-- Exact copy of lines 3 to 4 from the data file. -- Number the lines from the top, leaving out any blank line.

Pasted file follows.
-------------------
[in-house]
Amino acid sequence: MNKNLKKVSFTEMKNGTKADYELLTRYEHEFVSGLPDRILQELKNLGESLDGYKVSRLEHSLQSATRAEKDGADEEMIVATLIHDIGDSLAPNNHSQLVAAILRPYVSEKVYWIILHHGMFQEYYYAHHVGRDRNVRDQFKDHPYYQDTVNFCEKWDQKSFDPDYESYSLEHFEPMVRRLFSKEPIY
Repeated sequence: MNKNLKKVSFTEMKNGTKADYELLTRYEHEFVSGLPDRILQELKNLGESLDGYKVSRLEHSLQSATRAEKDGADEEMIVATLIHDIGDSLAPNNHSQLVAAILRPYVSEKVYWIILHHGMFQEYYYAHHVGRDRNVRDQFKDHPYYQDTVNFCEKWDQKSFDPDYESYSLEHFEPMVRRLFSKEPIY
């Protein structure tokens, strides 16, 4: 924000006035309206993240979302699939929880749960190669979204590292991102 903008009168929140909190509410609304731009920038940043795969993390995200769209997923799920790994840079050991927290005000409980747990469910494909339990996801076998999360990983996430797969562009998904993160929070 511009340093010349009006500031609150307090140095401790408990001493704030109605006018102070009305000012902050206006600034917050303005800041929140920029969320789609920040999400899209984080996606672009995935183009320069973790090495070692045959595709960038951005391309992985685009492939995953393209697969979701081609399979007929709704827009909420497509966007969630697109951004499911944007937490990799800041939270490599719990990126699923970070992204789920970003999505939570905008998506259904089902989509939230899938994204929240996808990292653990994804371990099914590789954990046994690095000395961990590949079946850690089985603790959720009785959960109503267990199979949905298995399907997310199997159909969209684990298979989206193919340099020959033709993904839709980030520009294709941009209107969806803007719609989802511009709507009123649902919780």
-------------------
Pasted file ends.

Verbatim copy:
Repeated sequence: MNKNLKKVSFTEMKNGTKADYELLTRYEHEFVSGLPDRILQELKNLGESLDGYKVSRLEHSLQSATRAEKDGADEEMIVATLIHDIGDSLAPNNHSQLVAAILRPYVSEKVYWIILHHGMFQEYYYAHHVGRDRNVRDQFKDHPYYQDTVNFCEKWDQKSFDPDYESYSLEHFEPMVRRLFSKEPIY
């Protein structure tokens, strides 16, 4: 924000006035309206993240979302699939929880749960190669979204590292991102 903008009168929140909190509410609304731009920038940043795969993390995200769209997923799920790994840079050991927290005000409980747990469910494909339990996801076998999360990983996430797969562009998904993160929070 511009340093010349009006500031609150307090140095401790408990001493704030109605006018102070009305000012902050206006600034917050303005800041929140920029969320789609920040999400899209984080996606672009995935183009320069973790090495070692045959595709960038951005391309992985685009492939995953393209697969979701081609399979007929709704827009909420497509966007969630697109951004499911944007937490990799800041939270490599719990990126699923970070992204789920970003999505939570905008998506259904089902989509939230899938994204929240996808990292653990994804371990099914590789954990046994690095000395961990590949079946850690089985603790959720009785959960109503267990199979949905298995399907997310199997159909969209684990298979989206193919340099020959033709993904839709980030520009294709941009209107969806803007719609989802511009709507009123649902919780």